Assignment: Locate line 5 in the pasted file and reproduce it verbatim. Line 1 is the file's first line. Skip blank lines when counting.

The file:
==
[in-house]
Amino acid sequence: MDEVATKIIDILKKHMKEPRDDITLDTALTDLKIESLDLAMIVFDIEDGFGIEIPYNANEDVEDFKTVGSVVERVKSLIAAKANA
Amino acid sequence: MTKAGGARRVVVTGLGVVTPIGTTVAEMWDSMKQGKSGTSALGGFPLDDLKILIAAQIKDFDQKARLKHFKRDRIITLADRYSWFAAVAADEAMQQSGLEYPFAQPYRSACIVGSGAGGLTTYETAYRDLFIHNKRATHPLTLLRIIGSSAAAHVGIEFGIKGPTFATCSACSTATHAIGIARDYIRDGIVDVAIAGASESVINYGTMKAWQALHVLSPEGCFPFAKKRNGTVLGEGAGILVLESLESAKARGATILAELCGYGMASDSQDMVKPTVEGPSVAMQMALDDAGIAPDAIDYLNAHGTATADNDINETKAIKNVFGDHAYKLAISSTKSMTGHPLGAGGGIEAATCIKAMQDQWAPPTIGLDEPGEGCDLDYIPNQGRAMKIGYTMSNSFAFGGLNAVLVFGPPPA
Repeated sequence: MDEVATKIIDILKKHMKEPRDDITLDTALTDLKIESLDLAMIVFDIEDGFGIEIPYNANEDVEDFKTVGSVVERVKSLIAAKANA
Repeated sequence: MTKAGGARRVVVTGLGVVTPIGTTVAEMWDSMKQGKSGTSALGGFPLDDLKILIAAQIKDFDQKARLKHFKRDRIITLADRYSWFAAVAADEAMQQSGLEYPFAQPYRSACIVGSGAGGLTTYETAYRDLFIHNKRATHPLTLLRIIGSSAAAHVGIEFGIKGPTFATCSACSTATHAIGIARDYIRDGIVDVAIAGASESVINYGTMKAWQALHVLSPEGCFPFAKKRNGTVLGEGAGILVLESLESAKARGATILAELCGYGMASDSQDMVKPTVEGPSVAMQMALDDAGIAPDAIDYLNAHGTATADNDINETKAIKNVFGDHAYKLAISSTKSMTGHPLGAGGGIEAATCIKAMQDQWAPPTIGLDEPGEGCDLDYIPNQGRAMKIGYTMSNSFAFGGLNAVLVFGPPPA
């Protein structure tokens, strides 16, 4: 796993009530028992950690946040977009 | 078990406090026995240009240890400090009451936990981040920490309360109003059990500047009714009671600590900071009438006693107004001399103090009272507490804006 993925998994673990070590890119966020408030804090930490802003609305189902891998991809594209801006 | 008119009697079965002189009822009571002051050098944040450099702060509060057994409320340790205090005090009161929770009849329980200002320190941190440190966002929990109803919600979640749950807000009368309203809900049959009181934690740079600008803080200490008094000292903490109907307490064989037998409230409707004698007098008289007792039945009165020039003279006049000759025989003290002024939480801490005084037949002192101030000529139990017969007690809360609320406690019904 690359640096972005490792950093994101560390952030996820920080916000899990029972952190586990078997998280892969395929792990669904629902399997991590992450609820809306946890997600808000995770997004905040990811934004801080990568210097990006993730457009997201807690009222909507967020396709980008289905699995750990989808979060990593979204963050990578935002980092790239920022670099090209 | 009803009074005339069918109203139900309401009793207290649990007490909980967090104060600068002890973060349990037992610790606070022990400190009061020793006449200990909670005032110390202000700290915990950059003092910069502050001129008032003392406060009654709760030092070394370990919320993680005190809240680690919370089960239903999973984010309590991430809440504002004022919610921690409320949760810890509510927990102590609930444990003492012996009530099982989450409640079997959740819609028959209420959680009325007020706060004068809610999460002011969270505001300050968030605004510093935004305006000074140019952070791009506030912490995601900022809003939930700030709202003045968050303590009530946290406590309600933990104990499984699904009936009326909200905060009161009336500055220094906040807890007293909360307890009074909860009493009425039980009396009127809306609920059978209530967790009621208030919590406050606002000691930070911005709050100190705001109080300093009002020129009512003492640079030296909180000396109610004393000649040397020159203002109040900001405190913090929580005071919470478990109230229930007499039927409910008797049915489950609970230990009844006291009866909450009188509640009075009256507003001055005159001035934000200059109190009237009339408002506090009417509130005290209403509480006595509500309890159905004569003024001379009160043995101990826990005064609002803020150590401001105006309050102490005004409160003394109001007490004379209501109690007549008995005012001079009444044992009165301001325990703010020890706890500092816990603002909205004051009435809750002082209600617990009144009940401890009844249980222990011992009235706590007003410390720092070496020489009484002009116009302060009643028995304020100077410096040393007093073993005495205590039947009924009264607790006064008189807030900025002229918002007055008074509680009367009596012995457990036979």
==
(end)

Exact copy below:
Repeated sequence: MTKAGGARRVVVTGLGVVTPIGTTVAEMWDSMKQGKSGTSALGGFPLDDLKILIAAQIKDFDQKARLKHFKRDRIITLADRYSWFAAVAADEAMQQSGLEYPFAQPYRSACIVGSGAGGLTTYETAYRDLFIHNKRATHPLTLLRIIGSSAAAHVGIEFGIKGPTFATCSACSTATHAIGIARDYIRDGIVDVAIAGASESVINYGTMKAWQALHVLSPEGCFPFAKKRNGTVLGEGAGILVLESLESAKARGATILAELCGYGMASDSQDMVKPTVEGPSVAMQMALDDAGIAPDAIDYLNAHGTATADNDINETKAIKNVFGDHAYKLAISSTKSMTGHPLGAGGGIEAATCIKAMQDQWAPPTIGLDEPGEGCDLDYIPNQGRAMKIGYTMSNSFAFGGLNAVLVFGPPPA